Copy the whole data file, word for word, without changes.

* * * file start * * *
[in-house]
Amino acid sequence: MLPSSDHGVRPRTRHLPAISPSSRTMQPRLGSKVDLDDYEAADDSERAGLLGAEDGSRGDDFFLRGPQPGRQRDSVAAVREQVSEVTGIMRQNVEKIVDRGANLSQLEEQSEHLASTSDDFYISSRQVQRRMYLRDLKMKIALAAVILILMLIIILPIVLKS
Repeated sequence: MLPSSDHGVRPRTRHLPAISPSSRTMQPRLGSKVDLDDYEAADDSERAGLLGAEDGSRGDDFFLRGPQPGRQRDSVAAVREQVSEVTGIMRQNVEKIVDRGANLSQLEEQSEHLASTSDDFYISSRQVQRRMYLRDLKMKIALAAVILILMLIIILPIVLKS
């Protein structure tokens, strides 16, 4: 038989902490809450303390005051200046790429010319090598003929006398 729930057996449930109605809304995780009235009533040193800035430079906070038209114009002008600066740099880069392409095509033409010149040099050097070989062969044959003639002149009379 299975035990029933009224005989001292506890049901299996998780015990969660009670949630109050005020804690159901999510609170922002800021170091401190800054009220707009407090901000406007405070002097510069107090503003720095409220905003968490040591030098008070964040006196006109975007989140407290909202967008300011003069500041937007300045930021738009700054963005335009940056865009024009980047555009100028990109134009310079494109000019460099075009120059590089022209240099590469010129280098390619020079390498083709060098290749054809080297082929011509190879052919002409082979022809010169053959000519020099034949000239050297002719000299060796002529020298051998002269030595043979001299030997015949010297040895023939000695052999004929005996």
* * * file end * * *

[in-house]
Amino acid sequence: MLPSSDHGVRPRTRHLPAISPSSRTMQPRLGSKVDLDDYEAADDSERAGLLGAEDGSRGDDFFLRGPQPGRQRDSVAAVREQVSEVTGIMRQNVEKIVDRGANLSQLEEQSEHLASTSDDFYISSRQVQRRMYLRDLKMKIALAAVILILMLIIILPIVLKS
Repeated sequence: MLPSSDHGVRPRTRHLPAISPSSRTMQPRLGSKVDLDDYEAADDSERAGLLGAEDGSRGDDFFLRGPQPGRQRDSVAAVREQVSEVTGIMRQNVEKIVDRGANLSQLEEQSEHLASTSDDFYISSRQVQRRMYLRDLKMKIALAAVILILMLIIILPIVLKS
């Protein structure tokens, strides 16, 4: 038989902490809450303390005051200046790429010319090598003929006398 729930057996449930109605809304995780009235009533040193800035430079906070038209114009002008600066740099880069392409095509033409010149040099050097070989062969044959003639002149009379 299975035990029933009224005989001292506890049901299996998780015990969660009670949630109050005020804690159901999510609170922002800021170091401190800054009220707009407090901000406007405070002097510069107090503003720095409220905003968490040591030098008070964040006196006109975007989140407290909202967008300011003069500041937007300045930021738009700054963005335009940056865009024009980047555009100028990109134009310079494109000019460099075009120059590089022209240099590469010129280098390619020079390498083709060098290749054809080297082929011509190879052919002409082979022809010169053959000519020099034949000239050297002719000299060796002529020298051998002269030595043979001299030997015949010297040895023939000695052999004929005996």